Fuel prices are another topic of concern. "Fuel prices really impact us in this area because there isn't really a good local market for our hay," Huntsman explains. "Almost all of our hay gets on a truck and goes 400-500 miles. You have to compete with closer hay and so farmers are absorbing the cost of fuel. The fuel price is going to be a dramatic bite for most growers. I figure a $1/gallon rise in fuel prices amounts to an additional cost of between $5 and $7/ton on a load of hay. It helps to have backhauls on trucks to ease the costs somewhat."

Huntsman sells hay to the dairy market, feed stores and for export to the Pacific Rim, Middle East and South America.

Contact him at 435-632-4464.

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NK Brand Alfalfas deliver more quality AND more yield. Our premium alfalfas, like Genoa, Expedition and Boulder, combine high nutritional values with high yields, plus outstanding agronomics and persistence for longer, healthier stands. The result? More profit from your alfalfa acres - whether you feed it or sell it.
Clemson Beef And Forage Field Day Is June 3
John Andrae, Clemson University forage specialist, will talk about new forage varieties and Greg Harvey, Sumter County extension agent, will speak on weed identification and control at the Clemson Extension Service Beef and Forage Field Day. The event will be held June 3 at Wateree Farms, Rembert, SC. Bobby Summerset of Wateree Farms will speak on cattle management, and his colleague, Ray Watford, will talk about the farms' heifer barn and cattle-working facility. Hay equipment and electronic cattle identification demonstrations will be conducted.

The program, organized by the Central Cattlemen's Association, runs from 8:15 a.m. until around 3 p.m. Lunch will be served. Producers interested in cattle management, forage production and weed identification are encouraged to attend.

Since Wateree Farms is a facility of the South Carolina prison system, program participants must be preregistered. No one will be allowed to bring a weapon onto the facility. Attendees must have a picture ID in their possession at all times, stay with groups and avoid contact with inmates. Cameras will be allowed with restrictions.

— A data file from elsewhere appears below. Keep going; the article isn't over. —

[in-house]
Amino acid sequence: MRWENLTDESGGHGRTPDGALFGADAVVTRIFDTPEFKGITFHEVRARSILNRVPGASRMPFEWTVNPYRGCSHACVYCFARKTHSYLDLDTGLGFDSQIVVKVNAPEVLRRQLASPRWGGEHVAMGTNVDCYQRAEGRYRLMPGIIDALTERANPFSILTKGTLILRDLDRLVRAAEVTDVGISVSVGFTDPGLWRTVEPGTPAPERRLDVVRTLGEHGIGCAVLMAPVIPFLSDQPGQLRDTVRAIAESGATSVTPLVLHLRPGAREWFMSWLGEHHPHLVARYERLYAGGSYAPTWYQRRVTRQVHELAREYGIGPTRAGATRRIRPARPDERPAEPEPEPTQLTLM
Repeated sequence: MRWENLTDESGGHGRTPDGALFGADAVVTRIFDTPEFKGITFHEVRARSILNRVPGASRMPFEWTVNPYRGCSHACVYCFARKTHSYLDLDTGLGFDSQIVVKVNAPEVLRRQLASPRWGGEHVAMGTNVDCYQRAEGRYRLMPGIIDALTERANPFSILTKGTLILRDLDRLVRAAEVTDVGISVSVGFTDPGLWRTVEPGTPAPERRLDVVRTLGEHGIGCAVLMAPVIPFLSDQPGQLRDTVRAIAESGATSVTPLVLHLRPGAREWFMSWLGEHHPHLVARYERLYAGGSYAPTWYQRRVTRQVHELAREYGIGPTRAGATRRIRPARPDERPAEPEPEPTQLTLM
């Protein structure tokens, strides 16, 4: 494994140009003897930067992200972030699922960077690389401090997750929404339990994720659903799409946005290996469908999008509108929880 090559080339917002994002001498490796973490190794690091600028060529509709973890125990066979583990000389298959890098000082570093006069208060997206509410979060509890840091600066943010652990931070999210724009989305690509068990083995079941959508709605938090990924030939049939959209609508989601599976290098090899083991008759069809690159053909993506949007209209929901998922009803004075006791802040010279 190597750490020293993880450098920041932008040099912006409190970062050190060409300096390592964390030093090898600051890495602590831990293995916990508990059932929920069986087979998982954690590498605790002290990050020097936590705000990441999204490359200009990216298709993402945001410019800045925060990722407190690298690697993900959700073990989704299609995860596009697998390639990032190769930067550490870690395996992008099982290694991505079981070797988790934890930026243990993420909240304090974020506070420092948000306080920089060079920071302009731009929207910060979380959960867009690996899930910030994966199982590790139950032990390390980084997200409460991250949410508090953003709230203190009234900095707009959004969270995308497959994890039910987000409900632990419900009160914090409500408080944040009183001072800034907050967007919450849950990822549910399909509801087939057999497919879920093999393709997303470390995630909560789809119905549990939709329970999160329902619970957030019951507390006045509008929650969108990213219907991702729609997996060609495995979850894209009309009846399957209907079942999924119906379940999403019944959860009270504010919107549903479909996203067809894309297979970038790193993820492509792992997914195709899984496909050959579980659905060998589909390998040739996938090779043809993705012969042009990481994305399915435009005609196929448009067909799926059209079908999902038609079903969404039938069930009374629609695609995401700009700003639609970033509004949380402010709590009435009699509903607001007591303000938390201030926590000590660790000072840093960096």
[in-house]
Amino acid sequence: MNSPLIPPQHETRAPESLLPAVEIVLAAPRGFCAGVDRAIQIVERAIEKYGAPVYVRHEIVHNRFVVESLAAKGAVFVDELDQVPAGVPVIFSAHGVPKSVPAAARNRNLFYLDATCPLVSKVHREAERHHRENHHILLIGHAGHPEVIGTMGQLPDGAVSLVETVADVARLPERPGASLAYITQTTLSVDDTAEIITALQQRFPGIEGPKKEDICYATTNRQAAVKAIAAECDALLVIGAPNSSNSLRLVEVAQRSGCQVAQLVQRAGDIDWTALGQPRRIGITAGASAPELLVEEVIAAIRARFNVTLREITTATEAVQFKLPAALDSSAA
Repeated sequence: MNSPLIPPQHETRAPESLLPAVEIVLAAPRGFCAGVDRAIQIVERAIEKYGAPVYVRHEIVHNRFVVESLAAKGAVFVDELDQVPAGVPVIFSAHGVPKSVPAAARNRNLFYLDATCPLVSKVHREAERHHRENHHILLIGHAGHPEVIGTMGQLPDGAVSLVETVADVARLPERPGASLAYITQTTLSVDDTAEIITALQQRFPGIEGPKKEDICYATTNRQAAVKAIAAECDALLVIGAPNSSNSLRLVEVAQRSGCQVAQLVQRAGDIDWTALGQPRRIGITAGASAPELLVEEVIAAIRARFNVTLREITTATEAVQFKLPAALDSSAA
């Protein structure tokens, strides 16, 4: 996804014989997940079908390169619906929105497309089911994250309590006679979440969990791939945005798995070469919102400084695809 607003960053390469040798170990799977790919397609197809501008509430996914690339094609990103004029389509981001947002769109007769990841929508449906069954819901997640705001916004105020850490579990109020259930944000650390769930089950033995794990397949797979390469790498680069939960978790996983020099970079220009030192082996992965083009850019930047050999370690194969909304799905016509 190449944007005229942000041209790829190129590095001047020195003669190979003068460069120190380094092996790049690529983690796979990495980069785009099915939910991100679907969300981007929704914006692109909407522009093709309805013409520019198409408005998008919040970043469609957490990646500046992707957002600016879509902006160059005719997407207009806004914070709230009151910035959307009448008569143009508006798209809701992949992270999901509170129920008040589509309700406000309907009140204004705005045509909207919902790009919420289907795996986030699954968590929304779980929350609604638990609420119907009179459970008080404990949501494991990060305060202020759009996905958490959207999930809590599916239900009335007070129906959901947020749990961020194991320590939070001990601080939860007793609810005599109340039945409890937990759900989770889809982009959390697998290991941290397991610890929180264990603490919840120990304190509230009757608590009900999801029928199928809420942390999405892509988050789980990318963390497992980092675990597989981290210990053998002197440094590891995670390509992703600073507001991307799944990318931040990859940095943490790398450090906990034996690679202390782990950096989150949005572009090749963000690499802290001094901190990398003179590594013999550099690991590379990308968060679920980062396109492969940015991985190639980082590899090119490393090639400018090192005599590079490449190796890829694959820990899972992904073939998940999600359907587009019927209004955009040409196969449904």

To prevent contamination while attending the field day, participants should not wear clothing and shoes that have been worn on their farms while working with animals.

Call the Sumter County extension office at 803-773-5561 by May 31 to register and get directions.

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Four-State Dairy Nutrition And Management Conference Is June 14-15
Leading dairy industry experts will come together for the 2006 Four-State Dairy Nutrition and Management Conference, June 14-15 at the Grand River Center, Dubuque, IA.

Extension dairy specialists from Illinois, Iowa, Minnesota and Wisconsin, and a panel of industry professionals, will cover a number of topics. They include feeding heifers efficiently, dry period length, calf feeding economics, reproduction, milk fever prevention, rumensin feeding tips, and long-day effect on heifers and first-lactation cows. Jan Shearer, University of Florida, will discuss lameness in dairy cattle and managing foot problems. Lon Whitlow, North Carolina State University, will address mycotoxins and feeding management to avoid spoilage.

The event starts at 8:30 a.m., June 14, with a morning preconference symposium sponsored by Alltech. Symposium topics include mycotoxins in dairy cattle, dealing with pathogens and toxins, and selenium's role as an antioxidant.